This week at the Carrot Ranch Charli Mills has challenged writers to In 99 words (no more, no less) write using the word gander as a verb.
Gander, the verb, means to look. Since a gander, a male goose, has a long neck which is, without doubt, suitable for sticking out and into things, the meaning to take a look is probably apt. However, I must say that, until reading Charli’s flash pieces, I was unfamiliar with its use as a verb, and still feel a bit uncomfortable in using it so, but I’ll give it a go – later.
First: What I would love is for people to take a gander at readilearn, a website I have been working on for more years that I care to tally right now.
It is a year since I took the leap and engaged a company to develop the site. It was nine months (not the one month promised) before the site was launched, just over three months ago. To use the nine months analogy of pregnancy; it wasn’t an easy gestation or birth, and we’re still experiencing teething problems and growing pains, including “how to grow?” pains.
Marketing, as in attracting, building, and maintaining an audience, is difficult, as any writer knows. It is not just a matter of writing the stuff and hoping an audience finds it. It takes time, effort, and know-how. I’m a bit short on all three, but I’m going to stick my neck out, and ask if you’d be willing to help me a little with the know-how in finding my target audience.
readilearn is a collection early childhood teaching resources. The target audience is teachers of children between 5 and 7 years of age, be they teaching in a school environment, or homeschooling their children. The resources are also suitable or use with children learning English as a second or other language, and with children with special needs.
There are resources for most areas of the curriculum, with suggestions for integrating learning across curriculum areas in a meaningful context.
The materials are Australian (I’m Australian) but are suitable for use internationally.
- Digital and interactive resources to access and use online
- Word and PDF documents to download and print
- Original stories
- estories (digital stories)
- Teaching ideas and suggestions
- Lessons plans
- Readilessons (lessons ready to use)
- Printouts for parents
- New resources are added almost every week
- Many resources are free to registered users
- An annual subscription of less than 50c per week (or less than the cost of 5 cups of coffee a year!) is easily affordable; and that’s Australian dollars – even less for UK and US subscribers! It’s even discounted until the end of 2016!
So what’s different?
I think that what differentiates readilearn is the integrated resources focusing on purposeful learning in context. The open-ended nature of many of interactive resources allows teachers to adjust the discussion to suit the needs of their students. readilearn is not just bunch of worksheets for repetitive practice of skills in isolation, or endless pretty charts to hang in the room. It is designed to support effective teaching and learning in meaningful contexts.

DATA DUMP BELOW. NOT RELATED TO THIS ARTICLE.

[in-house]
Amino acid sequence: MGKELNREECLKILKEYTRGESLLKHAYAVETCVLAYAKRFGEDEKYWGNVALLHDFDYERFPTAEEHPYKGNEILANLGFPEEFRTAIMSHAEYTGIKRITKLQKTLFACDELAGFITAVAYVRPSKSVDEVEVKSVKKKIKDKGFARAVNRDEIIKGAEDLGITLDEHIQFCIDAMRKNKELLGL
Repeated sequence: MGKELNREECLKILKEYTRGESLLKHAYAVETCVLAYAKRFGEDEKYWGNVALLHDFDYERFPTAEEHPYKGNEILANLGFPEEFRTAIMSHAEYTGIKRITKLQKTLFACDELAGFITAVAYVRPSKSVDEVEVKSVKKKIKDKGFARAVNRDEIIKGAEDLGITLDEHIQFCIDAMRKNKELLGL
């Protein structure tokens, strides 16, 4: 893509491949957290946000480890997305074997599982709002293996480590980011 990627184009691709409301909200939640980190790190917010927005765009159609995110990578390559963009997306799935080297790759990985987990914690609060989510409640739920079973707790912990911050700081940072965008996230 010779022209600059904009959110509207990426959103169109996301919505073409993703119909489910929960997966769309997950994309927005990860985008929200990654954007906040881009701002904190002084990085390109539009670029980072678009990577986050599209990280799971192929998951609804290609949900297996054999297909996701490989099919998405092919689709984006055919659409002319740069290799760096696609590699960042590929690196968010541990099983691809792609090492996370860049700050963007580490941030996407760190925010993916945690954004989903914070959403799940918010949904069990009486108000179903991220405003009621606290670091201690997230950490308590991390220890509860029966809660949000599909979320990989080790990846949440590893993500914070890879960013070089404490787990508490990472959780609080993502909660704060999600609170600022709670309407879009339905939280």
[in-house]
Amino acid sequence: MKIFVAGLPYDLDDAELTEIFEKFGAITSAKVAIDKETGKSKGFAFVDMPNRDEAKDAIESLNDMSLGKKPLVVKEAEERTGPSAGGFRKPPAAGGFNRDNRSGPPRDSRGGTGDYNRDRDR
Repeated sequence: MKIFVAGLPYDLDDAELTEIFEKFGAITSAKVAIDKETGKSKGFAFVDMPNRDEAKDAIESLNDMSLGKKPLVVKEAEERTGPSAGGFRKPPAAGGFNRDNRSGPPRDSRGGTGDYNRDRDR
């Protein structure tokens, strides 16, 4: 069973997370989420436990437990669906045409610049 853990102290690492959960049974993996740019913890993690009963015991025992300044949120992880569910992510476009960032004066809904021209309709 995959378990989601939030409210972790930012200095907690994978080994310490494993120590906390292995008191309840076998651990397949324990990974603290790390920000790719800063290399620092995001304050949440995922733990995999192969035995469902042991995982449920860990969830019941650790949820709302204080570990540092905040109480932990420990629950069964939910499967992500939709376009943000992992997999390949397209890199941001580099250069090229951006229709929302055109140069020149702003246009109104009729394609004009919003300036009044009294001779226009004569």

More than just resources
- Each Friday I publish a blog post filled with teaching ideas and information, including how to get the most from readilearn resources.
- I also email users each Friday to inform them of new resources uploaded during the week – no more wondering if there’s anything new or where to find it.
- The newsletter, published on the last day of each month, includes a summary of blog posts, a list of new resources, and a preview of events in the coming month.
I would very much appreciate it if you could spread the word to any of my target audience in your circles: teachers of children from 5 – 7 years. I’d also love some suggestions for ways of connecting with my audience. Although my audience may differ from yours, what you have learned may also be useful for me.
Maybe you’d like to gift an early childhood teacher their first year’s subscription. It’s easy. Just email email@example.com to find out how.
Now back to Charli’s challenge to include gander as a verb in a 99-word story. It got me thinking about all the bird words in common use, even when not referring to birds. I decided to incorporate as many as I could into a story while still maintaining a certain amount of sense. I have used over twenty. Can you (bird)spot them all? I hope you think it’s grouse! (Well, maybe just a little bit not too bad. 🙂 )
Finch’d had an eagle eye on the play all day.
Robin’d been hawking chicken pies. Now sold out, he wandered over to gander with Finch.
Robin craned his neck, just as “He’s out for a duck!” was announced.
“He’s out for a duck,” he parroted. “That’s something to crow about.” One team was swanning around, exuberant as monarchs. The other was as despondent as miners on strike.
Martin was larking around. “Yeah,” he sniped. “The silly goose was distracted by the kite and missed altogether.”
“More like a turkey, I’d say,” Robin reterned swiftly.
“You’re a hoot!” chirped Finch.
Thank you for reading. I appreciate your feedback. Please share your thoughts.